Author Topic: Is it too late to stop this happening?  (Read 83 times)

0 Members and 1 Guest are viewing this topic.

Offline justtired

  • Newbie
  • *
  • Posts: 3
    • View Profile
Is it too late to stop this happening?
« on: December 11, 2017, 06:42:10 AM »
I don't know where to begin, but I am broken. My story and heartache is not as severe as some, and I can only empathise with some of the posts I have read on this board. I have a 19 year old DD and 2 other children under the age of 10; one with a disability.

My daughter still lives at home with me and my DH (not her biological dad) but problems begun when she was in secondary school. There was the usual teenage pushing of boundaries, but with the new age compromise with your children school of thought led to us sometimes agreeing/compromising on boundaries that we were not always comfortable with and in an effort to do better than our parents did, I guess you could say we gave in a lot of the time. Our DD always complained when told to do chores and would find excuses or put them off, if we asked her to do something there was a lengthy negotiation and reason explaining and then a defiant attitude letting us know how much she resented our requests.

I admit I am an emotional person so feel things deeply and have also not been well the last few years; I had a major back operation 6 weeks ago. But I have always tried to show an interest in my daughter, give her space when I felt perhaps I was being too interested in her life and let her know that I love her and am here for her.

Fast forward to now age 19, to the outside world, our daughter is polite, well mannered, and is doing something good for herself. As a family we have always had a strong work ethic and she appears to have taken this on board and is currently on a work training scheme, however at home she is horrible to share space with, she'll come in all cheery on the phone but say hello through gritted teeth and go back to her cheery conversation, she refuses to share communal space opting to go downstairs when we are all upstairs, but the biggest situation we have been facing is the continual shutting out. She does not converse with us at all apart from hello and goodbye although she will make small talk with her younger siblings. We have never been like this as a family so it is having an impact on all of us. You see, everything is fine in the house until she is challenged, asking her to take her washing upstairs, remove excessive amounts of shoes from the door way, putting her plate in the dishwasher, clearing her belongings from a spare room, clearing hazards off her staircase, lead into a confrontation. Following confrontation, we get the silent treatment, not for days for weeks on end.

She wants to live in a world where she is not asked to anything other than what she wants to do. I ask her several times to do something until I finally get annoyed and my approach I admit is not as friendly as in I want it done now! Over the last 6 months, this has escalated into her bringing people into our home without our knowledge and her grandparents who are in their late 70's have managed to reconcile us on 3 occasions. But this current time, I saw my father break down and cry at the disharmony she is causing, she says all the right things in front of him and we take on board adjustments needed in our parenting but to no avail and the same outcome. its now 3 weeks since she spoke to us and I fear I am reaching the point of no return, we have tried talking and I have tried explaining that whilst in the family home, if she is asked to do something, it is expected to be done, afterall I am not asking her anything strenuous or outrageous, just to pick up after herself. My husband and my marriage is now at breaking point as he has had enough to being spoken to through gritted teeth if at all, yet that man would do anything for her, I am broken as this time I feel we are heading for a cutting in ties. The home feels toxic right now and she says if we have a problem with what she is doing to tell her but yet when we do, we get cast out. We constantly walk on eggshells.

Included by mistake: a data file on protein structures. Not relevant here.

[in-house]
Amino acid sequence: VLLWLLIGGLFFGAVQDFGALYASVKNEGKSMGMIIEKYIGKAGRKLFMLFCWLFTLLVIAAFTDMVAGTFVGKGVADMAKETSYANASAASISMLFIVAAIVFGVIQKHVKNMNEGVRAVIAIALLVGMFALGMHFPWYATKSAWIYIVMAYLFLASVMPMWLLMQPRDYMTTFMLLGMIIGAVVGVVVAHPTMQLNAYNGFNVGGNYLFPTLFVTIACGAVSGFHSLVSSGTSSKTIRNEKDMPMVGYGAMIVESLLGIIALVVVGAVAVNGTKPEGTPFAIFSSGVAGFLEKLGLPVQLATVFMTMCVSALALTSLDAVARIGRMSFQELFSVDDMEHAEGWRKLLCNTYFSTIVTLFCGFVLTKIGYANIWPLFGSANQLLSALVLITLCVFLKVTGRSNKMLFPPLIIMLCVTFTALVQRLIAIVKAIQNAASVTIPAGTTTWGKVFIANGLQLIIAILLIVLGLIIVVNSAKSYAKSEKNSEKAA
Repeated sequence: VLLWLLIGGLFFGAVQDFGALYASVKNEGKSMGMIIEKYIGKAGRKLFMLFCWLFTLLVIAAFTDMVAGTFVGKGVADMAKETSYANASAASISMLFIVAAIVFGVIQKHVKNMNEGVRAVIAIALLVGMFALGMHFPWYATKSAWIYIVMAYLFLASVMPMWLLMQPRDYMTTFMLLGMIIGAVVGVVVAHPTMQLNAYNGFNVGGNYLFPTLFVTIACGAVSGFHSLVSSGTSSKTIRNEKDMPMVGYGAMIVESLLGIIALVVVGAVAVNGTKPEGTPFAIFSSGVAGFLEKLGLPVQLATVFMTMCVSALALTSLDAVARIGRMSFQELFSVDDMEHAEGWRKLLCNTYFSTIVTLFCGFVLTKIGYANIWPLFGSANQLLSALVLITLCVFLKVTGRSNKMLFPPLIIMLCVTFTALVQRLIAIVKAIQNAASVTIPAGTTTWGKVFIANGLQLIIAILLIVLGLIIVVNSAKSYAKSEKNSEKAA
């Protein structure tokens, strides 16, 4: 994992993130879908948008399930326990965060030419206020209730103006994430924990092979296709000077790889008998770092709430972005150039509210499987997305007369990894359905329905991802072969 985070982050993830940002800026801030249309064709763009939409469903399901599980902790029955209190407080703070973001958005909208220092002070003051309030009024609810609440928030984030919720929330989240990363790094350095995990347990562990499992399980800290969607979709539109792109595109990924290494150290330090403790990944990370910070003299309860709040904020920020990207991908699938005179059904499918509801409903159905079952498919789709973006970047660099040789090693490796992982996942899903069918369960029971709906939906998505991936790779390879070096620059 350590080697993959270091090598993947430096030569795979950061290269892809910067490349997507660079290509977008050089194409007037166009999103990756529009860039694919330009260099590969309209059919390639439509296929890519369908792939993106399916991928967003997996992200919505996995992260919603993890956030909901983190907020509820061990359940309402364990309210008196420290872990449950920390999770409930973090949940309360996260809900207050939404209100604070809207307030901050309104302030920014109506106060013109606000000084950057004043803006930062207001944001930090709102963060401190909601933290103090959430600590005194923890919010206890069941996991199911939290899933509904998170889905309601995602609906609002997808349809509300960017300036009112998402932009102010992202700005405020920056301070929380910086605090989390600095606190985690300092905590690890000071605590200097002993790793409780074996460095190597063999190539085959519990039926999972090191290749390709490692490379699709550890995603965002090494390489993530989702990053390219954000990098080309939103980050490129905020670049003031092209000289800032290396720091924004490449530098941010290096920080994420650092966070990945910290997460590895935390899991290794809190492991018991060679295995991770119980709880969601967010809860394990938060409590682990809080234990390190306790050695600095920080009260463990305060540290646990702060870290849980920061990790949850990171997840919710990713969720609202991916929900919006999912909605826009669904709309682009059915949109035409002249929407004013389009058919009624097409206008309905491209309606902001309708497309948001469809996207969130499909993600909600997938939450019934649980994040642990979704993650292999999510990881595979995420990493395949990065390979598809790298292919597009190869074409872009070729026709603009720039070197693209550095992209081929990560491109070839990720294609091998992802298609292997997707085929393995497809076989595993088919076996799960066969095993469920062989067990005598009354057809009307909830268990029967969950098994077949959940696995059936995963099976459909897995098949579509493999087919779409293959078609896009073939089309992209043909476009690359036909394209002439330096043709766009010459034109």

I know it sounds like I am giving up and maybe I am in a sense, I have struggled and worked hard to pave a life for my daughter and I have got some things wrong (for which I have apologise for) along the way, I don't want to be estranged from her, but at this moment in time, he has made it clear that she does not want anything to do with us.

Is there anyway I can turn this around before it's too late? I cant take anymore and feel I am going into self protection mode.

Offline Bamboo2

  • Global Moderator
  • Full Member
  • *****
  • Posts: 178
    • View Profile
Re: Is it too late to stop this happening?
« Reply #1 on: December 11, 2017, 10:59:35 AM »
Hi Justtired,
Welcome to WWU!  As with all new members, we ask that you go to our "Open Me First" page and read the permanent posts there that explain our site better.  Please pay particular attention to our Forum Agreement to be sure that we are a proper fit for your needs.  We are a monitored website.

Let me tell you that as I read your post, I could feel my abdominals tightening up, recalling my own daughter's adolescence and how tense it was in our household before she abruptly launched.  I can really relate to what you're going through.  It's a minefield.

When our situation at home became untenable with this DD at 18 (similar attitude as your daughter's plus a deadbeat boyfriend), she chose to move out with her BF and his mom, and we did not pay for her (well, we paid a few grocery bills and let her use our oldest car to get to HS in her senior year).  It actually did take the daily emotional pressure off us and gave us a breather to have her live away from home.  It was still a grieving process when she left, but /and she learned a lot.  She actually was proud of herself when she told me that she was regularly cleaning her BF's mom's house (which she never did unprompted at our home ). 

Now that your daughter is 19, your obligation of daily responsibility for her is over, and she should be acting like an adult.  Paying rent, doing chores, treating others respectfully, paying her own way financially, like any adult does.  If she were someone's roommate, they might have booted her out by now.  You have other children at home, and they are your primary concern at this time, just as your daughter was at that stage.  My take is that if this DD is not a contributing member of the household (chores, caring for younger sibs, rent-paying) and is not respectful to the other members, then she should find other living arrangements. 

You're welcome to read my daughter's story in the archives.  My first post was called "Heading for estrangement."  I can tell you that at 17 and 18 we had a very challenging relationship, and it is much better now at 22.